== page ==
ready to grow

Houston carbon storage solutions company names new energy transition leader at pivotal time of growth

Graham Payne, the new director of energy transition at Caliche Development Partners II, is bullish on Houston. Photo courtesy

Graham Payne sees a bright future for the multibillion-dollar energy transition economy in Houston.

“It’s been said that Houston is poised, like no other city, to lead the energy transition. And I’d have to agree, because we have all the requisite natural resources, industry, and talent,” says Payne, the new director of energy transition at Houston-based carbon capture, utilization, and storage (CCUS) company Caliche Development Partners II.

Caliche and other Houston-based energy transition companies secured $6.1 billion in private funding last year, up 62 percent from 2022, according to the Greater Houston Partnership.

“As the region positions itself as the leader in the global energy transition, Houston has seen constant growth in annual energy transition investments over the last five years,” the partnership says.

Payne, a geologist, comes to Caliche after holding roles at Battelle and Schlumberger, among other companies. Houston-based Sudduth Search recruited Payne for the Caliche job.

In his new position, Payne is overseeing permitting and completion of a leased 4,000-acre site in Beaumont for sequestration of carbon dioxide. Payne will also work on current and potential gas storage projects, which he says “will continue to play an important role in the energy mix.”

At previous employers, Payne has tackled various aspects of CCUS.

“The really enticing part about this job is the chance to put it all together, and then operate a full-scale operation,” he says. “I want this technology to move firmly out of the research phase and start making a measurable difference against climate change.”

Payne says Caliche is capable of successfully straddling the worlds of CCUS, natural gas storage, and industrial gas storage. The Beaumont project alone will be able sequester at least 30 million metric tons of carbon, a Caliche estimate indicates.

In November, Caliche announced the acquisition of its first CCUS assets, Golden Triangle Storage and Central Valley Gas Storage, following a $268 million infusion of capital from Orion Infrastructure Capital and GCM Grosvenor. Orion maintains offices in Houston, New York City, and London. GCM is based in Chicago.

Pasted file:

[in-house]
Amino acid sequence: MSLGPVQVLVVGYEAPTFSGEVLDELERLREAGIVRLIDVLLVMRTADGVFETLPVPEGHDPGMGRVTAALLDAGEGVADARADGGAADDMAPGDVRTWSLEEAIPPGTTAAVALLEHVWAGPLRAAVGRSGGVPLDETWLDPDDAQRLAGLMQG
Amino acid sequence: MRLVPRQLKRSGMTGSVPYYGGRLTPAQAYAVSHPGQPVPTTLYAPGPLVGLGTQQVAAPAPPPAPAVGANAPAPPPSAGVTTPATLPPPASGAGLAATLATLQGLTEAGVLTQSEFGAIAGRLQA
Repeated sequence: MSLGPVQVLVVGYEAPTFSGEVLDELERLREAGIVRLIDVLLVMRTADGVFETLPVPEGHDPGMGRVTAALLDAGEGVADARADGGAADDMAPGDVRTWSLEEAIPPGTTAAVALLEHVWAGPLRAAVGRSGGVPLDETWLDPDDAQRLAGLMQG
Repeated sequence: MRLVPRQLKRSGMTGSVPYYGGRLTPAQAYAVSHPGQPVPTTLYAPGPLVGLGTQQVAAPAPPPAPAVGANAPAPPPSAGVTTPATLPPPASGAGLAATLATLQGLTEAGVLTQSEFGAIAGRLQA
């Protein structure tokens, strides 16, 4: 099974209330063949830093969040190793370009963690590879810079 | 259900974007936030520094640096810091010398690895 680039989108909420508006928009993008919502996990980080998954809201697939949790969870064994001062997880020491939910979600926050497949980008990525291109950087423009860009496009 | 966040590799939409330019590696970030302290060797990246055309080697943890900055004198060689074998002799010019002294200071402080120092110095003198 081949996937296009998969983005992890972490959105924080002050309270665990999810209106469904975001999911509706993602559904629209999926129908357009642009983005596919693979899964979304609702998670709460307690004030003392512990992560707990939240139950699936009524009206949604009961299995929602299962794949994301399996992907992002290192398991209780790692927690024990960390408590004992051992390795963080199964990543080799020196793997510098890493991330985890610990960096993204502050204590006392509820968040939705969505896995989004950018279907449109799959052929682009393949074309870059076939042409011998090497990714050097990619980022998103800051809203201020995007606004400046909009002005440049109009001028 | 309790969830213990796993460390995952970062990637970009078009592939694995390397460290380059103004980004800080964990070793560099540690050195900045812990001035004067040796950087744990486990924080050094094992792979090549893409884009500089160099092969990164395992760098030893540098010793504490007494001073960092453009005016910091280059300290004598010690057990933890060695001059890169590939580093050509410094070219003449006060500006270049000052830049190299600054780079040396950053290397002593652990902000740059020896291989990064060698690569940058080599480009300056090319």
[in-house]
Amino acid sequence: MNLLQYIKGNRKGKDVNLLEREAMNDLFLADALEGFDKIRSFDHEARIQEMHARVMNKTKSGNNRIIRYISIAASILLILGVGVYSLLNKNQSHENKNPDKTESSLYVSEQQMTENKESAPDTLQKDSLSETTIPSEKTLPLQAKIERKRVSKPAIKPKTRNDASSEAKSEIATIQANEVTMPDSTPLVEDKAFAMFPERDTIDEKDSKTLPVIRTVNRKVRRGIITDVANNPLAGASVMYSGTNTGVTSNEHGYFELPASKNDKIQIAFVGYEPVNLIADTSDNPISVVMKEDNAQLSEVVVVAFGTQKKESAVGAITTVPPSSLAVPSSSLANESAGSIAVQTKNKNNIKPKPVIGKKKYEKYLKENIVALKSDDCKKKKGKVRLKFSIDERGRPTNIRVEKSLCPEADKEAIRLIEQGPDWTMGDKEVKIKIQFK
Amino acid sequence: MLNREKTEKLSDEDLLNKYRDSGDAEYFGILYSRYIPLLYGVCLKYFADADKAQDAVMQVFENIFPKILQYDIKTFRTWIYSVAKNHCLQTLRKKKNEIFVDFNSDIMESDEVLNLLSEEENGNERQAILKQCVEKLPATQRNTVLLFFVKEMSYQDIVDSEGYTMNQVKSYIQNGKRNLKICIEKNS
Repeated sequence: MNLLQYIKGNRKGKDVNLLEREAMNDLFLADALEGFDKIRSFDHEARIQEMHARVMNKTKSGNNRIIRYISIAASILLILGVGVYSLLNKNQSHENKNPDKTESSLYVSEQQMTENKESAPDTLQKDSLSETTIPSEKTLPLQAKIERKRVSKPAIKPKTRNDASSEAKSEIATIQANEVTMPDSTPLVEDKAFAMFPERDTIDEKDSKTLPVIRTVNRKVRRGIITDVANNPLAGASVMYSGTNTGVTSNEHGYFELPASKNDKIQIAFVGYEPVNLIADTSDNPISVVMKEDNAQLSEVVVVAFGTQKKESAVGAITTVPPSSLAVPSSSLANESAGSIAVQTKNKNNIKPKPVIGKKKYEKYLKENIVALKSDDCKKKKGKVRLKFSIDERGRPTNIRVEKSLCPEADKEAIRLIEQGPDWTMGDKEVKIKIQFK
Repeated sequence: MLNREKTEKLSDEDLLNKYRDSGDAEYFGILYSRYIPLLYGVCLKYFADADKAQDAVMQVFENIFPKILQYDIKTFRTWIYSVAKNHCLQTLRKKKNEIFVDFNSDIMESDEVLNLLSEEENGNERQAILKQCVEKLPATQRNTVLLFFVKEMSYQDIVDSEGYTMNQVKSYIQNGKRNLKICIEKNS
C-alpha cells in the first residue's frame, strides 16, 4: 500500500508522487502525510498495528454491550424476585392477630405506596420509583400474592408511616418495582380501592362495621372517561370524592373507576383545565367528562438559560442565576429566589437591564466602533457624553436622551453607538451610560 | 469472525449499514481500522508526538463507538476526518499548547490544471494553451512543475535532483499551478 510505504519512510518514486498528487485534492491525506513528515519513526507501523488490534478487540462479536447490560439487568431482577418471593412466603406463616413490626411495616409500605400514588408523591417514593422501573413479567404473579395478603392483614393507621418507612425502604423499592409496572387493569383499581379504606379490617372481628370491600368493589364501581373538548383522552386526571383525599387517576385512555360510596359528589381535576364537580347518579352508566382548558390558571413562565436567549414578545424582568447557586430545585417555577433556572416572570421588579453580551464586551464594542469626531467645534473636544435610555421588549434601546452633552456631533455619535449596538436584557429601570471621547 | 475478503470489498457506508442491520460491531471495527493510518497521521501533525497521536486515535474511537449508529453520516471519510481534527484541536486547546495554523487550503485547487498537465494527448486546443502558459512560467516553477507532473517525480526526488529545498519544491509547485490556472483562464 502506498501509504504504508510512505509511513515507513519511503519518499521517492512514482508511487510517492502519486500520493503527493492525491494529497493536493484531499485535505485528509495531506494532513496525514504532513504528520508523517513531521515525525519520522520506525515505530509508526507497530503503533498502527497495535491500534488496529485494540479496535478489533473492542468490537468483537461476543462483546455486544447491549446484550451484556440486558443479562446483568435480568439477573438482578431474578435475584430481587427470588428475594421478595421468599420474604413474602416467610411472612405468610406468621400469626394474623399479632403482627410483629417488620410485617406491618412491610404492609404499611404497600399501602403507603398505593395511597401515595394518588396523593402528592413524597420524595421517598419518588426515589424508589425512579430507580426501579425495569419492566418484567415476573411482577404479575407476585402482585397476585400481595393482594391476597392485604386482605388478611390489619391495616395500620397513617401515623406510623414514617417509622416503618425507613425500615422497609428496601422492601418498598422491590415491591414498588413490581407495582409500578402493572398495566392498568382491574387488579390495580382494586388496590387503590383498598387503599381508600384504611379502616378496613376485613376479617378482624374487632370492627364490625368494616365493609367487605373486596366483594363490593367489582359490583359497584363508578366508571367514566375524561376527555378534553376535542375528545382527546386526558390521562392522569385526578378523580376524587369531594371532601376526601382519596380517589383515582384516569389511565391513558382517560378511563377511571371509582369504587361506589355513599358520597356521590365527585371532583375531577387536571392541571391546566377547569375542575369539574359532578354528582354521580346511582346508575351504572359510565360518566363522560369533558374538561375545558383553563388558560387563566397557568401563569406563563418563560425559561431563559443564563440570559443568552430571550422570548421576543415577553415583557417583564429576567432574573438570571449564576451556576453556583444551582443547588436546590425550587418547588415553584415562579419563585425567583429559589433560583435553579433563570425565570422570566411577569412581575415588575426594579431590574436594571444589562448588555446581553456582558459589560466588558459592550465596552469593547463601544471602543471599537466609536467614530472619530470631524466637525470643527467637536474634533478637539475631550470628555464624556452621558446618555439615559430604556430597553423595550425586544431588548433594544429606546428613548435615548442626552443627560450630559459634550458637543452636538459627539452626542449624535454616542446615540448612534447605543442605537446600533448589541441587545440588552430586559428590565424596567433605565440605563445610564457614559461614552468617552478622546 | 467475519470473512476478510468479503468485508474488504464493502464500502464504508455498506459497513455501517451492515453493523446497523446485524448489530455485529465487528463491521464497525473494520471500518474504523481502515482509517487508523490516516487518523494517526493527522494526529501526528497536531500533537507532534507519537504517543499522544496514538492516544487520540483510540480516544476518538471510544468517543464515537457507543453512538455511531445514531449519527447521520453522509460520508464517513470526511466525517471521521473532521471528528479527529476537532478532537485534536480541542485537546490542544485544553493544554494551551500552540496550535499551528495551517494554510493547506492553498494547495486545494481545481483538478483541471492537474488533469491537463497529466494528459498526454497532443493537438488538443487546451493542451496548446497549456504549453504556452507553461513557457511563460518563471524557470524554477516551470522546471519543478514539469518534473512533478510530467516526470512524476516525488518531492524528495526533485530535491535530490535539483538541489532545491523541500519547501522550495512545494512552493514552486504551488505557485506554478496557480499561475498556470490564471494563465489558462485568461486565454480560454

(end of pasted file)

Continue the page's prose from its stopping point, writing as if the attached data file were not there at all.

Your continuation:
The Golden Triangle and Central Valley deals were valued at a combined $186 million.

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A View From HETI

LiNova will use the funds to advance its polymer cathode battery technology. Photo via Getty Images

A California startup that's revolutionizing polymer cathode battery technology has announced its series A round of funding with support from Houston-based energy transition leaders.

LiNova Energy Inc. closed a $15.8 million series A round led by Catalus Capital. Saft, a subsidiary of TotalEnergies, which has its US HQ in Houston, and Houston-based Chevron Technology Ventures, also participated in the round with a coalition of other investors.

LiNova will use the funds with its polymer cathode battery to advance the energy storage landscape, according to the company. The company uses a high-energy polymer battery technology that is designed to allow material replacement of the traditional cathode that is made up of cobalt, nickel, and other materials.

The joint development agreement with Saft will have them collaborate to develop the battery technology for commercialization in Saft's key markets.

“We are proud to collaborate with LiNova in scaling up its technology, leveraging the extensive experience of Saft's research teams, our newest prototype lines, and our industrial expertise in battery cell production," Cedric Duclos, CEO of Saft, says in a news release.

CTV recently announced its $500 million Future Energy Fund III, which aims to lead on emerging mobility, energy decentralization, industrial decarbonization, and the growing circular economy. Chevron has promised to spend $10 billion on lower carbon energy investments and projects by 2028.

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